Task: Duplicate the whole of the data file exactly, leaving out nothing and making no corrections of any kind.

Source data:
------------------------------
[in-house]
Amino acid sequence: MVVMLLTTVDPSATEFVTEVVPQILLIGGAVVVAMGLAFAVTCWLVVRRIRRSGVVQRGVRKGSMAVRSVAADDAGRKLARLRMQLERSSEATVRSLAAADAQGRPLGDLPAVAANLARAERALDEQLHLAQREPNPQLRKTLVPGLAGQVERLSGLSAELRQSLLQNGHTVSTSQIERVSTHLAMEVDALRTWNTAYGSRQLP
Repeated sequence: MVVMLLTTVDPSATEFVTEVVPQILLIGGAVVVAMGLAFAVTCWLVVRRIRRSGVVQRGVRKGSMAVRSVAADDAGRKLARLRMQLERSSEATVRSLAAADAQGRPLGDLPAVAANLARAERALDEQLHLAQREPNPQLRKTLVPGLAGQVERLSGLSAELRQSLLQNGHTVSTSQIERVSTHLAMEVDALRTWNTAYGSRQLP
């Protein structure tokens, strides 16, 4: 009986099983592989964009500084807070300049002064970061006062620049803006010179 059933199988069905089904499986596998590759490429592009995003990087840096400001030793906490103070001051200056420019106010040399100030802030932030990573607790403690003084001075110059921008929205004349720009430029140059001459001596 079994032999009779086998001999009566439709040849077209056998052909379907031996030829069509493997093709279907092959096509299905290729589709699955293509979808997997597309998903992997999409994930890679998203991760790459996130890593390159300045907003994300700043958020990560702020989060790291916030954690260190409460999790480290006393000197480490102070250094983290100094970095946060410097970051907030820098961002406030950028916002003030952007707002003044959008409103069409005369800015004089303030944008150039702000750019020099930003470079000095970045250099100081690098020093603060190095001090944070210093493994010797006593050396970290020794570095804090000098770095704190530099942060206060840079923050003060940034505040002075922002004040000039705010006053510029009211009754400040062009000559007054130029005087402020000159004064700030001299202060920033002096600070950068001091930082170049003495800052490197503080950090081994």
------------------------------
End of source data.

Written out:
[in-house]
Amino acid sequence: MVVMLLTTVDPSATEFVTEVVPQILLIGGAVVVAMGLAFAVTCWLVVRRIRRSGVVQRGVRKGSMAVRSVAADDAGRKLARLRMQLERSSEATVRSLAAADAQGRPLGDLPAVAANLARAERALDEQLHLAQREPNPQLRKTLVPGLAGQVERLSGLSAELRQSLLQNGHTVSTSQIERVSTHLAMEVDALRTWNTAYGSRQLP
Repeated sequence: MVVMLLTTVDPSATEFVTEVVPQILLIGGAVVVAMGLAFAVTCWLVVRRIRRSGVVQRGVRKGSMAVRSVAADDAGRKLARLRMQLERSSEATVRSLAAADAQGRPLGDLPAVAANLARAERALDEQLHLAQREPNPQLRKTLVPGLAGQVERLSGLSAELRQSLLQNGHTVSTSQIERVSTHLAMEVDALRTWNTAYGSRQLP
């Protein structure tokens, strides 16, 4: 009986099983592989964009500084807070300049002064970061006062620049803006010179 059933199988069905089904499986596998590759490429592009995003990087840096400001030793906490103070001051200056420019106010040399100030802030932030990573607790403690003084001075110059921008929205004349720009430029140059001459001596 079994032999009779086998001999009566439709040849077209056998052909379907031996030829069509493997093709279907092959096509299905290729589709699955293509979808997997597309998903992997999409994930890679998203991760790459996130890593390159300045907003994300700043958020990560702020989060790291916030954690260190409460999790480290006393000197480490102070250094983290100094970095946060410097970051907030820098961002406030950028916002003030952007707002003044959008409103069409005369800015004089303030944008150039702000750019020099930003470079000095970045250099100081690098020093603060190095001090944070210093493994010797006593050396970290020794570095804090000098770095704190530099942060206060840079923050003060940034505040002075922002004040000039705010006053510029009211009754400040062009000559007054130029005087402020000159004064700030001299202060920033002096600070950068001091930082170049003495800052490197503080950090081994």